The Department of Energy's (DOE) proposed rulemaking to implement reforms on the reliability and resiliency of the electricity grid opened an overdue debate, but the proposal itself isn't of much value, according to a quintet of former FERC commissioners, including three former chairmen.
The notice of proposed rulemaking, or NOPR, isn't likely to achieve its goals, and represents a step backward in time and away from the success of competitive markets, according to former Chairmen Betsy Moler, James Hoecker and Pat Wood III, and former Commissioners Nora Brownell and Colette Honorable, who spoke Tuesday at a panel discussion hosted by the Bipartisan Policy Center (BPC) in Washington, DC.
Their reaction to the "scud missile of a NOPR" was that it wouldn't pass muster at the Federal Energy Regulatory Commission, Hoecker said.
"If the goal of the NOPR is to stimulate the conversation, to promote greater reliability and a more resilient electric system, then I think that's laudable, [but] I think it's not going to accomplish that. If the goal of the NOPR is to save uneconomic coal and nuclear plants, then I think that's probably starting off on the wrong foot.
“But let's seize this opportunity to talk more about how markets can make electric service and the electric system in this country more reliable and more resilient.
"If we're serious about markets, if FERC is going to continue its two-and-a-half decade-long campaign to ensure that we have a competitive wholesale market, it's going to have to take a longer look at this, it's going to have to marshal evidence....and it's going to have to engage in some analysis above and beyond what is represented in this NOPR.”
That basically means, he said, “that a final action in this docket -- as we would understand it, a final rule -- is not going to happen this year. I don't see how it can.” He suggested that there could be “a policy statement, maybe, or an order convening technical conferences. The options are many."
The panel member's comments mirrored those included in a filing they and three other former commissioners filed for DOE's proposed Grid Resiliency Pricing Rule [RM18-1]. In the filing, they said FERC should "use this opportunity created by the Secretary [of Energy] to identify attributes of the current competitive market system that need to be improved, to crisply define them and either modify the current published proposal or initiate regional proceedings to examine resilience issues and consider the need for market rule changes."
The dialogue prompted by the NOPR could produce some positive results, the former FERC commissioners said Tuesday, but their criticism of the proposal hasn't mellowed.
"There's a lot more thoughtful way to do this," Wood said Tuesday. "Obviously, we have to define the problem...basically, decline to adopt the NOPR, issue a technical conference hearing tomorrow -- you don't have to wait 60 days for that."
"Moving forward, favoring specific generation resources is not the way to go," Moler said. "To me, the key to addressing reliability issues and resiliency concerns is finding a solution that works with and is compatible with competitive wholesale markets, not to favor one source of generation or one type over another. We need to build upon success, not abandon competitive markets."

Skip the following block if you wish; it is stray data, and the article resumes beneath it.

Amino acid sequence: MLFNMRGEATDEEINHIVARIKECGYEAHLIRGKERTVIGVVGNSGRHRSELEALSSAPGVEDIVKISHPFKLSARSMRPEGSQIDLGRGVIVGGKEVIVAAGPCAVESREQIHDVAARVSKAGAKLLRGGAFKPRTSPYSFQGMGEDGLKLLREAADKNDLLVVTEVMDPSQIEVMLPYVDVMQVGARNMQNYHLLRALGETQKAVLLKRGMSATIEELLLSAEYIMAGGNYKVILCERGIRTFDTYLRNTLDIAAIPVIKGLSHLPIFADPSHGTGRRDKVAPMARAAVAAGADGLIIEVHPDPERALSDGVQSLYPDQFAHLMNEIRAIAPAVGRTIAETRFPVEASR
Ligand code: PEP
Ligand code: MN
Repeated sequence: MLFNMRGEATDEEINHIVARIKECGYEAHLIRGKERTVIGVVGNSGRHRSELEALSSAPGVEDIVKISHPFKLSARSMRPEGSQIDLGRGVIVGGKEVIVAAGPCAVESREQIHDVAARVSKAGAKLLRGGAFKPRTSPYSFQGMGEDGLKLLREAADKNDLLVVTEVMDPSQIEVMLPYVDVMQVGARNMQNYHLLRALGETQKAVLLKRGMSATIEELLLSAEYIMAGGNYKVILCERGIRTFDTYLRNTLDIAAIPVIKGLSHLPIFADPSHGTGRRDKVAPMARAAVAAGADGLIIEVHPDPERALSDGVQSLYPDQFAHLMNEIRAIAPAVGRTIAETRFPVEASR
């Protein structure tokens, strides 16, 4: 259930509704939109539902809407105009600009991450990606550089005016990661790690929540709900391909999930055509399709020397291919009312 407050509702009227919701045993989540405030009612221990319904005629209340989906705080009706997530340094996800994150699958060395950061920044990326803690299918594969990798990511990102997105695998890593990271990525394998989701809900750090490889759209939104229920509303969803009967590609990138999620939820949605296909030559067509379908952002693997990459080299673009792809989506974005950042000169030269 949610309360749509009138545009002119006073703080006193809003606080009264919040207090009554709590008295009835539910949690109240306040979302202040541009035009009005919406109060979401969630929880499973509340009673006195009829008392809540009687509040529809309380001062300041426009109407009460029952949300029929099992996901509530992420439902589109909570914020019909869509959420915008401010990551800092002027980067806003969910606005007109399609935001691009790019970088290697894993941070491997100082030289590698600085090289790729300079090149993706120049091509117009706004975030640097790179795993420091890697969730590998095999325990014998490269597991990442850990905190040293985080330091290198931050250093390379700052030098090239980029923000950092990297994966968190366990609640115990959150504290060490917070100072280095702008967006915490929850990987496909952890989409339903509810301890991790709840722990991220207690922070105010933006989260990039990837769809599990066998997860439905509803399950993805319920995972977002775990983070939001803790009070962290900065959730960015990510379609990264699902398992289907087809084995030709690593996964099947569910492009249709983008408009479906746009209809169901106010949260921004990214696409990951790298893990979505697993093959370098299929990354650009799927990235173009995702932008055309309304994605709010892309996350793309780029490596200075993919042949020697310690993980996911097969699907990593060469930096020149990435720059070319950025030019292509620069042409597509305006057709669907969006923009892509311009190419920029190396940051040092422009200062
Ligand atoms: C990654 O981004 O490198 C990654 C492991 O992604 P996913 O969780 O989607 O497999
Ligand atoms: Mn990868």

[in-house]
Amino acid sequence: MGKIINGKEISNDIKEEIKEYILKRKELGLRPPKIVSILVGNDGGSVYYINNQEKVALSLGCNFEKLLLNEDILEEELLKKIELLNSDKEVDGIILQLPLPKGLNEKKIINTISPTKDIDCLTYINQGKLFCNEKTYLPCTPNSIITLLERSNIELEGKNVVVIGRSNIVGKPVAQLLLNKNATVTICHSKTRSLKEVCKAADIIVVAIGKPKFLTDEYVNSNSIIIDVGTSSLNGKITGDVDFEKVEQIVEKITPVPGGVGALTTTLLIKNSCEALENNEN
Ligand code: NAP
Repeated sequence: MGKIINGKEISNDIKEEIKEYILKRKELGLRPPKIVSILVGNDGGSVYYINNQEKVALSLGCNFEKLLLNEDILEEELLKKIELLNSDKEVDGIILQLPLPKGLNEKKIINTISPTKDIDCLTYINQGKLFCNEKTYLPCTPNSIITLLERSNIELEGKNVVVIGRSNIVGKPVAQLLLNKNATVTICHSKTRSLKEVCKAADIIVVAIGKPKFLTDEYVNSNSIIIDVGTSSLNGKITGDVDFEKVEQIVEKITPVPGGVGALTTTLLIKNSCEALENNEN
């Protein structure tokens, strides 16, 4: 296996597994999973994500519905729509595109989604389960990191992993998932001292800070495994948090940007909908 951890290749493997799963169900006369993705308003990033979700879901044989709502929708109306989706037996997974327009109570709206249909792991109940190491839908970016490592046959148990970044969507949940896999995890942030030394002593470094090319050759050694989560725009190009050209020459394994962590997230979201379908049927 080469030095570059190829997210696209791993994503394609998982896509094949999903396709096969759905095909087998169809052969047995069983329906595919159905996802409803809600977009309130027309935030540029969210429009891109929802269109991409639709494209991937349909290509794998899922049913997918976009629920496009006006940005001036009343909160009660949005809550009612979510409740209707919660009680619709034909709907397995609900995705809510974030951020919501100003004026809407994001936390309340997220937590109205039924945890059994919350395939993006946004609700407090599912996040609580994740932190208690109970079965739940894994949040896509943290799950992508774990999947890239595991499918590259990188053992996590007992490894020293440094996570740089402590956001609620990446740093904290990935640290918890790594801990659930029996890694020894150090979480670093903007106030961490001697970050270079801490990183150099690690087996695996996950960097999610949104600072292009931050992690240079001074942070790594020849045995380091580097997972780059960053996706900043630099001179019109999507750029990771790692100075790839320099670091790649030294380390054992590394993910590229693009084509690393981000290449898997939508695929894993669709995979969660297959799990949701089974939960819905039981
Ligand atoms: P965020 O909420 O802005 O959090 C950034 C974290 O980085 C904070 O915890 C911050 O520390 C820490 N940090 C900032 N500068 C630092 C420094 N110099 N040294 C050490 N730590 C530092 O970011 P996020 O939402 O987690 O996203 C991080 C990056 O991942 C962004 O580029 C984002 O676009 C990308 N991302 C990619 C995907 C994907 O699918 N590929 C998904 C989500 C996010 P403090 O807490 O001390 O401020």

Speaking on a second panel at the same event, Sean Cunningham, executive director of DOE's Office of Energy Policy and Systems Analysis, defended the NOPR and said it has received strong support.
"I'd say it has revived conversation and has focused the conversation on timely action...In the FERC docket we are seeing quite a bit of support. I counted 180 individual comments that are in support of the proposal from the energy industry, grid security experts, states, manufacturers, labor groups, professional societies and on and on. Even among those who disagree with the proposal, there's wide agreement that the problem is real and it requires prompt action.
"FERC-approved markets are not adequately valuing the resiliency attributes that are contributed by coal and nuclear generation," Cunningham said. "The NOPR is not meant to be an all-encompassing resiliency proposal. I think there's been some confusion about that."
He said it was a first step that came about because coal and nuclear generation units are being driven out of business, "not because of a so-called free market, but because existing market rules aren't compensated them for the essential services they are providing."
Under DOE's NOPR, FERC would impose rules on independent system operators and regional transmission organizations "to ensure that certain reliability and resilience attributes of electric generation resources are fully valued." The rule would allow "for the recovery of costs of fuel-secure generation units that make our grid reliable and resilient," according to DOE Secretary Rick Perry. Eligible units would have to "be able to provide essential energy and ancillary reliability service and have a 90-day fuel supply on site in the event of supply disruptions caused by emergencies, extreme weather, or natural or man-made disasters."
Coal and some electricity organizations have shown support for the NOPR, while natural gas industry groups have vehemently opposed it.
One recent analysis concluded that subsidies included in the NOPR would cost as much as $10.6 billion a year, with the vast majority of the money going to a handful of coal and nuclear companies.